3. Setting objectives: what are our specific advocacy objectives? Advocacy objectives should be SMART:
    • Specific (what exactly do you want to happen?)
    • Measurable (will you know when you’ve achieved them?)
    • Achievable (is it possible to achieve them given your resources and time?)
    • Relevant (are they relevant to all stakeholders and the real problem?)
    • Time-bound (by when do you want them to happen?)
  4. Identifying the targets: whom do we want to influence? Whom are we addressing: Local or national politicians? Local religious leaders? Community residents? Municipal authorities? The better you know and define your targets, the better you will be able to select the most appropriate way to reach and influence them.
  5. Identifying allies: with whom can we work? Approach a wide range of partners with an outline of activities and events to discuss, and agree upon their involvement and support. Discuss their participation by focusing on their self-interest and by stressing that supporting a good cause can increase their visibility in the community or with the general public (see also participatory planning).
  6. Selecting the tools and developing the messages: how can we best reach our targets? There are numerous communication tools that can be used for good advocacy work (see common tools above). Try to be action and solution-oriented: besides pointing out the various water-related problems, stress as well how exactly improving the situation is achievable in your local or regional context.
  7. Monitoring & Evaluation: how can we measure the impact of our activities? To monitor and evaluate advocacy work, you need to have set clear objectives at the outset, which will serve as yardsticks against which to measure success. During the planning phase, you define your indicators for success for all your objectives. Indicators should be drawn up for all aspects of the work: inputs (time, resources); outputs (meetings, visits, reports); outcomes, which are the result of your outputs (press coverage, debates in parliament, changes in policy); and impact (e.g. the effect of policy change on the lives of poor communities) (UN-WATER 2009) (see also monitoring and evaluation).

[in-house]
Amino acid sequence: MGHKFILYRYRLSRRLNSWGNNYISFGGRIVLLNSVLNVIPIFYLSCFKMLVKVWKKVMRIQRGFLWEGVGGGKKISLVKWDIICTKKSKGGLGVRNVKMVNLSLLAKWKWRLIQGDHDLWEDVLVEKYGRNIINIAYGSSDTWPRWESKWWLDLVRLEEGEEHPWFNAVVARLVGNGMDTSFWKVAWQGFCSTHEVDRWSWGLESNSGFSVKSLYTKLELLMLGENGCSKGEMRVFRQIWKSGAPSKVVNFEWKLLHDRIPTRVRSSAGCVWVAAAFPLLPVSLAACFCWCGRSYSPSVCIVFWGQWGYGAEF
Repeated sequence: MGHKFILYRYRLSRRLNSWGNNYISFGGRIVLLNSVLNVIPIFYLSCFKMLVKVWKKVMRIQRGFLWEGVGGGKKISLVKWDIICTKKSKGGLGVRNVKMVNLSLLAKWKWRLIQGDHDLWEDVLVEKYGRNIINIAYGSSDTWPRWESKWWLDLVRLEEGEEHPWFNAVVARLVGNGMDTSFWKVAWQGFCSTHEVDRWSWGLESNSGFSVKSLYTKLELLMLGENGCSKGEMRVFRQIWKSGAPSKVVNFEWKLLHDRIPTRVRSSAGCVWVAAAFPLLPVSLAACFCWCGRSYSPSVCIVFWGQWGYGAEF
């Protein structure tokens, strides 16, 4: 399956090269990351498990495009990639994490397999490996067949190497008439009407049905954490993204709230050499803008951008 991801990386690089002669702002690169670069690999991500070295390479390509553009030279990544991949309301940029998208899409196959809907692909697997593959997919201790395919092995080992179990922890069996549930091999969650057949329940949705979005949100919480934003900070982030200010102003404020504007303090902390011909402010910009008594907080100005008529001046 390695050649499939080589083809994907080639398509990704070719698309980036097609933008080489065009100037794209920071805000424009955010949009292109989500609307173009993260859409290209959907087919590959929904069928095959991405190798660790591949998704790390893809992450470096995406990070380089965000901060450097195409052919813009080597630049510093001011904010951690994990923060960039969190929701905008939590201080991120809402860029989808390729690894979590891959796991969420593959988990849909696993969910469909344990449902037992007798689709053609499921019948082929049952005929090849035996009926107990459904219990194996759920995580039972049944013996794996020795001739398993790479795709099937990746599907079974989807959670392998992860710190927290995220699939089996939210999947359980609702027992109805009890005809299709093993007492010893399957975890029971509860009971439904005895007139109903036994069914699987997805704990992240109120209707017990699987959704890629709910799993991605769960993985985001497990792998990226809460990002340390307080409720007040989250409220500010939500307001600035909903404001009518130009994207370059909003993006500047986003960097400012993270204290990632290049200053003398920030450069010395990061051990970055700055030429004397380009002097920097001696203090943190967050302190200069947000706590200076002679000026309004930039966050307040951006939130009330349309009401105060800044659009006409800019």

Applicability

Generally, advocacy work is applicable at different levels, from the local community level to the national and international level. In some cases, an increase of change at the local level may even lead to a corresponding change in policy at national level.

Because the media play an important role for setting the agenda for politicians and decision makers and for reaching the public, advocacy might be easier to apply in regions with a well functioning media network and communication channels (especially the internet).

In some countries or regions, speaking out on advocacy issues (e. g. delicate political or religious aspects) may endanger personal safety, either of those who speak or of those on whose behalf they are speaking.

Advantages

  • Advocacy can lead to a change in important water-management policies
  • Involvement of leaders can boost campaigns and other awareness raising tools
  • Leader support can change community norms and values for certain measures
  • Religious leaders might help to decrease traditional barriers
  • Involvement of leaders will increase public attention to the water and sanitation topic

Disadvantages

  • Effectiveness and impact often hard to measure
  • In countries with a repressive regime, speaking out on advocacy issues may endanger personal safety
  • Advocacy on higher levels (regional/national) is time-consuming and expensive
  • Focus on political leaders and government may lack of real grounding in community settings

References Library

GOOIJER, G. de; NEWTON, J. (Editor) (2009): Messages for Parliamentarians. The United Nations World Water Development Report 3. (= Water in a Changing World. Messages Series). Perugia: United Nations World Water Assessment Programme (WWAP). URL [Accessed: 17.04.2012]. PDF